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Origins of Halloween Colors and What They Represent


Home decorated with Halloween colors

Long before Halloween became a day of trick-or-treating, horror movies, and a good scare, it was a festival marking the end of the harvest season and the beginning of winter. October 31st was not only the end of the year when spirits would return to the mortal realm, but when priests were able to forecast and predict the future with a particular focus on upcoming harvests. What’s that to do with Halloween colors? Colors came into play as representatives of the season past and the coming winter. But those colors, black, red, and orange, evolved as Halloween expanded and grew around the globe to become the beloved tradition it is today.

Black and Orange Are Classic Halloween Colors

black and orange halloween decorations

Orange was a symbolic Halloween color long before pumpkins and jack-o’-lanterns rose to prominence. But orange’s roots are fairly obvious when you imagine the landscape of a crisp, sunny fall scene: all the trees turning hues of red, yellow, and most importantly, orange. However, the jack-o’-lanterns didn’t come much later. The Irish carved turnips to celebrate the lore of Stingy Jack, a tradition they brought to the United States that evolved over time.

Much like the trees resemble a fiery landscape in the fall, orange is the token color of fire for warmth at the start of harvest and ripening the last of the plants. But orange is also a symbol of the end of harvest, as the final fruits and vegetables are ready for the table.

Black is a contrast to its bright partner: it resembles the darkness and cold of winter: the early sunsets, the dark days, and the chilling weather. The color black also resembles the former prominence of Samhain in the holiday, the significance of death, and the connection to spirits and those who have passed. Black also represents the darkness of night and things that are hidden among the shadows: the boogeyman and the bodiless voice, but also black cats and cauldrons, ravens and spiders.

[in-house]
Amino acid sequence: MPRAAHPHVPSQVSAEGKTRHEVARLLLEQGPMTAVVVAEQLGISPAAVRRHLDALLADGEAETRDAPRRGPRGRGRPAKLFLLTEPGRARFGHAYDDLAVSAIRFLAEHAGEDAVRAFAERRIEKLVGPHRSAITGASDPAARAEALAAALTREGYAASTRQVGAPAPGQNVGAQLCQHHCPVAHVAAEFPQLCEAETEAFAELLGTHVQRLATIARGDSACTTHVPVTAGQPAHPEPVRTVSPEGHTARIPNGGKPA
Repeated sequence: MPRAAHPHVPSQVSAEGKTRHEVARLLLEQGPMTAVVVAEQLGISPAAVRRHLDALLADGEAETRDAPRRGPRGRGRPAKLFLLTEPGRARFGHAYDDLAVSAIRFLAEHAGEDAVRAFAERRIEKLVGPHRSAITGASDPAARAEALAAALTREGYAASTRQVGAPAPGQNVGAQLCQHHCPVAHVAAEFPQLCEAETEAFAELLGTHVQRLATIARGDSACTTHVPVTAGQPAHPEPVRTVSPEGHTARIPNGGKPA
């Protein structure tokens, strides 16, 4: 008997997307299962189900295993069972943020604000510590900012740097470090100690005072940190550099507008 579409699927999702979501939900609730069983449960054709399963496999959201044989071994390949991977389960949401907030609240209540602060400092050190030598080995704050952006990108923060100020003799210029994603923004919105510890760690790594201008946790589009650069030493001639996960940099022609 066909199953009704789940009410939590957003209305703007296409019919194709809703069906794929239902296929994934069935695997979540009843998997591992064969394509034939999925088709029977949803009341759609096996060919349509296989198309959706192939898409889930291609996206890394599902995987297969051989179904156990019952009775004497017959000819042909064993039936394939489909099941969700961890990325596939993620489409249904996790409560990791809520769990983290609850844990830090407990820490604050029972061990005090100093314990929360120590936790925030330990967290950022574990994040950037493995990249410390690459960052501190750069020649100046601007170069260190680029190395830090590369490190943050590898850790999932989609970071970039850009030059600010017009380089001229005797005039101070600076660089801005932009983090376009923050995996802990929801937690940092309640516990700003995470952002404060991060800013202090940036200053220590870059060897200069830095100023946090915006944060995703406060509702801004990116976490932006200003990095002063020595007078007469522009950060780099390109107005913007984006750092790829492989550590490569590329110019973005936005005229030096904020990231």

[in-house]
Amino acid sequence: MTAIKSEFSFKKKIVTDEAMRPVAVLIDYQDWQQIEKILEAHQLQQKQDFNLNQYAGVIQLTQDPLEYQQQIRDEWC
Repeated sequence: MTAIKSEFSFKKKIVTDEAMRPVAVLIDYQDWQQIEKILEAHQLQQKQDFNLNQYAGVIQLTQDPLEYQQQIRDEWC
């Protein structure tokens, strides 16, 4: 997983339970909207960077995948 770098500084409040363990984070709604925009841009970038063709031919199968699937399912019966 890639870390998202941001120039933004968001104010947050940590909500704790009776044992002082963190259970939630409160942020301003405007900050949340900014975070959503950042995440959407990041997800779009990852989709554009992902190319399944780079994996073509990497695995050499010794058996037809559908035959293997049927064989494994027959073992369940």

How to Use Orange and Black as Halloween Colors

Today, the color orange is easy to find around Halloween, such as pumpkin patches. illuminated families of jack-o’-lanterns, charming decorations, streamers, and sweatshirts. Orange is nearly synonymous with Halloween, and it’s easy to decorate with these colors, with many stores and websites offering endless options or ideas. While not as synonymous with Halloween as orange, black is not far behind. When you walk into the Halloween section of a store, you’re greeted with black streamers, gloomy yet punny signs, or foreboding spooky decor.

Play on this decorative color scheme with streamers, napkins, and banners. Layer the colors together so that they pop a little bit brighter. Include uncarved pumpkins, black and orange candles, a jack-o’-lantern illuminated with a black candle, or black and orange foods, drinks, and table decor.

Red and Orange Represent Fall, Halloween, and Blood

spooky bloody red skull and orange pumpkins decoration for Halloween

Like orange, red is a vibrant player in the spooky autumn season. Red and orange are a fitting Halloween pair, as the Celts would use bonfires to celebrate the changing of seasons and years, and what’s more appropriate to represent fire than the colors red and orange? Not only did these fires give warmth and light, but they served a purpose: to ward off any unwanted spirits or ghosts. Today, however, these colors are more closely associated with the vibrant hues found on fall leaves. These colors also symbolize warmth or fire for cooking food, coziness, and a safe harbor from the darkness of winter. But above all, these colors represented the bountiful produce as the result of a harvest season.